September 2018, by Jur Schuurman
A few weeks ago, an international fact-finding mission led by the International Land Coalition (ILC) visited Guatemala. The reason: from January to July 2018, 18 leaders and members of Guatemalan movements defending human rights were killed – without any suspects being rounded up, not even the usual ones.
13 of these men and women were active in defending land and territorial rights, protesting against arbitrary evictions and negative spillovers because of hydroelectric projects and the like. Several of them were active for ILC member organisations in Guatemala, of which there are four. Particularly CODECA (Committee for Peasant Development) and CCDA (Farmers’ Committee for the Altiplano) were hit hard by the killings.
Guatemala is a violent country: the homicide rate is lower than in the other two Northern Triangle countries (Honduras and El Salvador), but still, many issues are ‘solved’ with arms, and land conflicts (of which there are some 1,450 to be resolved) are no exception. To discuss the causes for this centuries-old propensity to use force would be beyond the scope of this blog; suffice it to say that the arrival of the Spaniards in 1524 unleashed an arbitrary and intimidatory style of land appropriation, mainly aimed at indigenous people and persisting to this day.
The ILC mission, whose main goal was, besides visiting affected communities and organisations, to have talks with Guatemalan authorities at different levels on how to end this wave of violence, concluded that it takes a leap of faith to expect much of those same authorities. The mission had every reason to believe that they don’t have the capacity nor political will to deal with this problem: “Instead of upholding the human rights of individuals and communities, the legal and judicial systems are being used to advance the interests of powerful state and non-state groups against the interests of local communities”. And indeed, in general most observers agree that the government, parliament included, is an instrument of the elites in Guatemala, and by no means a body that acts accountably and on a mandate by the voters. That is not how the political system works in Guatemala. A telling quote from a newspaper article in the aftermath of the mission illustrates this. In reaction to demands by forty civil society organisations in Guatemala that the killings be investigated, the Attorney General responded that ‘we would have to look into this’. Somehow that does not sound right.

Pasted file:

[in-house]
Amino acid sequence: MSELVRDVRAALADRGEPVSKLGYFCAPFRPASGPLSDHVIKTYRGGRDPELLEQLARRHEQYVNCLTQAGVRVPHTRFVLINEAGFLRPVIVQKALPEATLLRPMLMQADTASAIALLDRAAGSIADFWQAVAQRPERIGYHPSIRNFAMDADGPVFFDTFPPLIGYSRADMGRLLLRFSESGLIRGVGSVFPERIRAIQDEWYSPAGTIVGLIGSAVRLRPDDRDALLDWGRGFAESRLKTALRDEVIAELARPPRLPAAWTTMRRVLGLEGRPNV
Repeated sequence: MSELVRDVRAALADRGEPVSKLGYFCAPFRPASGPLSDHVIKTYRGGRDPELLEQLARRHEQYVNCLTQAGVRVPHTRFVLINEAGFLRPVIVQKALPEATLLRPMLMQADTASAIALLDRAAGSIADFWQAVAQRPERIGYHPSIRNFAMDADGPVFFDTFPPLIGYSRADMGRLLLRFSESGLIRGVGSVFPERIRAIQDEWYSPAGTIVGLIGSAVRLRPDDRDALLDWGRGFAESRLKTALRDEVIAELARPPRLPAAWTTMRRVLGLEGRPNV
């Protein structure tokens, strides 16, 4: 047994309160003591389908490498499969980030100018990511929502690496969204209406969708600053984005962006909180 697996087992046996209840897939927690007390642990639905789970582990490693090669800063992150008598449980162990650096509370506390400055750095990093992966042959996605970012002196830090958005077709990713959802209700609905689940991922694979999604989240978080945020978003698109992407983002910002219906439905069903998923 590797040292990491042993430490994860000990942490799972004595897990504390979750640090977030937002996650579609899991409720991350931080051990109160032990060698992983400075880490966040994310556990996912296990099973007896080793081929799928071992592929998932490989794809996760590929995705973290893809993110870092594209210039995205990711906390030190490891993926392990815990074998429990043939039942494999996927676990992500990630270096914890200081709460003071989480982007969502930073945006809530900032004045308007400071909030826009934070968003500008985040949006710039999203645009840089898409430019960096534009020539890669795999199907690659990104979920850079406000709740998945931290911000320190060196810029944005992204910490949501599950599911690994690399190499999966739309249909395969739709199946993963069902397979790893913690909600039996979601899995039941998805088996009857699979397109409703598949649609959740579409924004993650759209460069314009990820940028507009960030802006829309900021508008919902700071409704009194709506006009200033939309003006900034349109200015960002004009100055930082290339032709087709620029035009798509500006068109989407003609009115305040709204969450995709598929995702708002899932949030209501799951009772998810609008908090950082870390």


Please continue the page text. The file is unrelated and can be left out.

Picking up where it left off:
All in all, a bleak picture emerges, with one of its salient aspects being the almost total absence of policy dialogue on land in Guatemala: not in general, nor in specific cases. The right to Free, Prior and Informed Consent (FPIC) by communities, as advocated in the Voluntary Guidelines on Responsible Governance of Tenure (VGGTs), is paid lip-service in the government’s Agrarian Policy (2014), but in fact does not exist. It is therefore only timely that, also in August, a seminar was organised in Guatemala City with the explicit ambition to find ways to make progress in the application of the VGGTs to land governance in the country. The results are not yet known but hopefully they will be available in about a month. To be continued…
 InSight Crime: 2017 homicide rates in Latin American and the Caribbean (https://www.insightcrime.org/news/analysis/2017-homicide-round-up/, retrieved 19 August 2018)
 FAO-Guatemala: Nota técnica para el Seminario ‘Gobernanza de la Tenencia de la Tierra y Perspectivas Productivas para Guatemala’. 17 July, 2018.
 ILC/Front Line Defenders/Civicus: Press release – International Mission in Guatemala on violations to defenders of land and the environment (10 August 2018). (http://www.landcoalition.org/en/regions/latin-america-caribbean/news/international-mission-guatemala-violations-defenders-land-and-environment, retrieved 19 August 2018)
 Piden agilizar acciones. Prensa Libre, 20 August 2018. See https://www.pressreader.com/guatemala/prensa-libre/20180820/281655370921810
 FAO-Guatemala: Guatemala busca implementar eficientemente la Gobernanza de la Tenencia de la Tierra para el desarrollo (http://www.fao.org/guatemala/noticias/detail-events/es/c/1147539/, retrieved 19 August 2018)